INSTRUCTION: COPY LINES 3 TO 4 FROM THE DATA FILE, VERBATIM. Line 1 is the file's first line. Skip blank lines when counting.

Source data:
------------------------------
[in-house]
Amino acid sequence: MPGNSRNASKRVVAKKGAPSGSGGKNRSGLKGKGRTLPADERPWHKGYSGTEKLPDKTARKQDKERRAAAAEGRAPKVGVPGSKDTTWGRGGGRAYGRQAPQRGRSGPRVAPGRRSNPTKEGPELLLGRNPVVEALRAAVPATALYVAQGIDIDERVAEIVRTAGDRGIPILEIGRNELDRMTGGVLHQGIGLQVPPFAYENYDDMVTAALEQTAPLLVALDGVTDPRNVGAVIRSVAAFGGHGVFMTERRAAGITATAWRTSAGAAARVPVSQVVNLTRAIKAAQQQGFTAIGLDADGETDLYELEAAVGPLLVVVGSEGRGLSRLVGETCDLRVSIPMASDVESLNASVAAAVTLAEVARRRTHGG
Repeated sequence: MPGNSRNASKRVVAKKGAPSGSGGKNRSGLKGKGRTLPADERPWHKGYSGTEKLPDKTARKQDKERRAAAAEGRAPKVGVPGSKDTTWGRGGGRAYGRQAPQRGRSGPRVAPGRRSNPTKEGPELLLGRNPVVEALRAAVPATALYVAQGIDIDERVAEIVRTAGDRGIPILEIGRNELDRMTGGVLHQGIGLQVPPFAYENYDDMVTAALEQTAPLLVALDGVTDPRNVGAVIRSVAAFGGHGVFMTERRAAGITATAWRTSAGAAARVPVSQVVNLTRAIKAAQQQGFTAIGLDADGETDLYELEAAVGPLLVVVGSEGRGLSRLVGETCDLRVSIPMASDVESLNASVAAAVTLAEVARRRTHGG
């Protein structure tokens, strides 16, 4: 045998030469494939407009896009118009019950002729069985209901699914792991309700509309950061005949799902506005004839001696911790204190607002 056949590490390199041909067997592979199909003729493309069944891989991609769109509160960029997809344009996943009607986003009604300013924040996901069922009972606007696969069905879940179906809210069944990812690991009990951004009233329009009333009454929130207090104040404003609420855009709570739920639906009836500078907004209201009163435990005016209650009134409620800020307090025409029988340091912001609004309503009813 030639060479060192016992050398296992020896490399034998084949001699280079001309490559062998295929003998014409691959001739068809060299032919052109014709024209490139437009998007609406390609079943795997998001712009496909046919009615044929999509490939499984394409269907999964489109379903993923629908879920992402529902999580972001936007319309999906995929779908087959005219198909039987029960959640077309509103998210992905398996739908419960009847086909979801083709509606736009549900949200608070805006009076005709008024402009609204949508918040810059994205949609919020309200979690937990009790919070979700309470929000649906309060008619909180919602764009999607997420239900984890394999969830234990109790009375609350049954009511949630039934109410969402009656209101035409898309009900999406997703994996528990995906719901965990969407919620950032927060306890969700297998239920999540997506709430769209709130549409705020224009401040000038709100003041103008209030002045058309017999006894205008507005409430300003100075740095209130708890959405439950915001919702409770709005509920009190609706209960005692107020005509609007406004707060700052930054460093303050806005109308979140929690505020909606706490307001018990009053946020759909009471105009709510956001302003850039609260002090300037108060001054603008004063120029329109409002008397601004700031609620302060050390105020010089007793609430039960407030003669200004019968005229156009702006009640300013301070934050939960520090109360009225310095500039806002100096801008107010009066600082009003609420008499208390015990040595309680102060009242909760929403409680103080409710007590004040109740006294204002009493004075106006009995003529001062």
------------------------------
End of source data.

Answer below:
Repeated sequence: MPGNSRNASKRVVAKKGAPSGSGGKNRSGLKGKGRTLPADERPWHKGYSGTEKLPDKTARKQDKERRAAAAEGRAPKVGVPGSKDTTWGRGGGRAYGRQAPQRGRSGPRVAPGRRSNPTKEGPELLLGRNPVVEALRAAVPATALYVAQGIDIDERVAEIVRTAGDRGIPILEIGRNELDRMTGGVLHQGIGLQVPPFAYENYDDMVTAALEQTAPLLVALDGVTDPRNVGAVIRSVAAFGGHGVFMTERRAAGITATAWRTSAGAAARVPVSQVVNLTRAIKAAQQQGFTAIGLDADGETDLYELEAAVGPLLVVVGSEGRGLSRLVGETCDLRVSIPMASDVESLNASVAAAVTLAEVARRRTHGG
């Protein structure tokens, strides 16, 4: 045998030469494939407009896009118009019950002729069985209901699914792991309700509309950061005949799902506005004839001696911790204190607002 056949590490390199041909067997592979199909003729493309069944891989991609769109509160960029997809344009996943009607986003009604300013924040996901069922009972606007696969069905879940179906809210069944990812690991009990951004009233329009009333009454929130207090104040404003609420855009709570739920639906009836500078907004209201009163435990005016209650009134409620800020307090025409029988340091912001609004309503009813 030639060479060192016992050398296992020896490399034998084949001699280079001309490559062998295929003998014409691959001739068809060299032919052109014709024209490139437009998007609406390609079943795997998001712009496909046919009615044929999509490939499984394409269907999964489109379903993923629908879920992402529902999580972001936007319309999906995929779908087959005219198909039987029960959640077309509103998210992905398996739908419960009847086909979801083709509606736009549900949200608070805006009076005709008024402009609204949508918040810059994205949609919020309200979690937990009790919070979700309470929000649906309060008619909180919602764009999607997420239900984890394999969830234990109790009375609350049954009511949630039934109410969402009656209101035409898309009900999406997703994996528990995906719901965990969407919620950032927060306890969700297998239920999540997506709430769209709130549409705020224009401040000038709100003041103008209030002045058309017999006894205008507005409430300003100075740095209130708890959405439950915001919702409770709005509920009190609706209960005692107020005509609007406004707060700052930054460093303050806005109308979140929690505020909606706490307001018990009053946020759909009471105009709510956001302003850039609260002090300037108060001054603008004063120029329109409002008397601004700031609620302060050390105020010089007793609430039960407030003669200004019968005229156009702006009640300013301070934050939960520090109360009225310095500039806002100096801008107010009066600082009003609420008499208390015990040595309680102060009242909760929403409680103080409710007590004040109740006294204002009493004075106006009995003529001062």